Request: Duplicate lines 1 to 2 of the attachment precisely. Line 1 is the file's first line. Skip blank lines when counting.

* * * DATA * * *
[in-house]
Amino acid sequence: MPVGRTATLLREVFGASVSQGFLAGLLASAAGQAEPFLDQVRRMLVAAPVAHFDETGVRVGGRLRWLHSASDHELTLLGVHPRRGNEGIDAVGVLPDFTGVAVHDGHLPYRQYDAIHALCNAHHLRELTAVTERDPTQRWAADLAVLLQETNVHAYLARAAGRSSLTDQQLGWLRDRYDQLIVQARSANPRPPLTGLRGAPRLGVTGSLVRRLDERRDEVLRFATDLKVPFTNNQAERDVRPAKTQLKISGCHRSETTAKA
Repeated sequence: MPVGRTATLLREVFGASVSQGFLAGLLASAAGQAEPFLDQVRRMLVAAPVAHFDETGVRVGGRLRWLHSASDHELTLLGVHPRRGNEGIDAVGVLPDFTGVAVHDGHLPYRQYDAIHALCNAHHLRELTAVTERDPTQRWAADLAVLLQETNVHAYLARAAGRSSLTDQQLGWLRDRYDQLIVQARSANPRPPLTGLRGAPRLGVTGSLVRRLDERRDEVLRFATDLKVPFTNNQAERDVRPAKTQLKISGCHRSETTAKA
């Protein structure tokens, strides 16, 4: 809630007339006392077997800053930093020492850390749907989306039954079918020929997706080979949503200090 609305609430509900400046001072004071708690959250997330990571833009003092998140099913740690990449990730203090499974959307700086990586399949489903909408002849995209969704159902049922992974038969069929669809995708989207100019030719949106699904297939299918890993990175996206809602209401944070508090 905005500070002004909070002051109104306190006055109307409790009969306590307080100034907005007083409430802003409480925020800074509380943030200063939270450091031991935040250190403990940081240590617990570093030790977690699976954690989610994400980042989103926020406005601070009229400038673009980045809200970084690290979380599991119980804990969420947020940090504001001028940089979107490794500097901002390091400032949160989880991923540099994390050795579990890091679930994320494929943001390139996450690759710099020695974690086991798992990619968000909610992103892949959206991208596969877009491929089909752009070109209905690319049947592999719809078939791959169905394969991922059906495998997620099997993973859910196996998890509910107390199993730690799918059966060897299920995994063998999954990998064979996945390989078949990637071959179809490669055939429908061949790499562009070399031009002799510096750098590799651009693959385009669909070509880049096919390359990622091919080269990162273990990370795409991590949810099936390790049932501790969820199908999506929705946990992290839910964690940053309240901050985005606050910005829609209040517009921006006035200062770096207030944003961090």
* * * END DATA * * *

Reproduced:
[in-house]
Amino acid sequence: MPVGRTATLLREVFGASVSQGFLAGLLASAAGQAEPFLDQVRRMLVAAPVAHFDETGVRVGGRLRWLHSASDHELTLLGVHPRRGNEGIDAVGVLPDFTGVAVHDGHLPYRQYDAIHALCNAHHLRELTAVTERDPTQRWAADLAVLLQETNVHAYLARAAGRSSLTDQQLGWLRDRYDQLIVQARSANPRPPLTGLRGAPRLGVTGSLVRRLDERRDEVLRFATDLKVPFTNNQAERDVRPAKTQLKISGCHRSETTAKA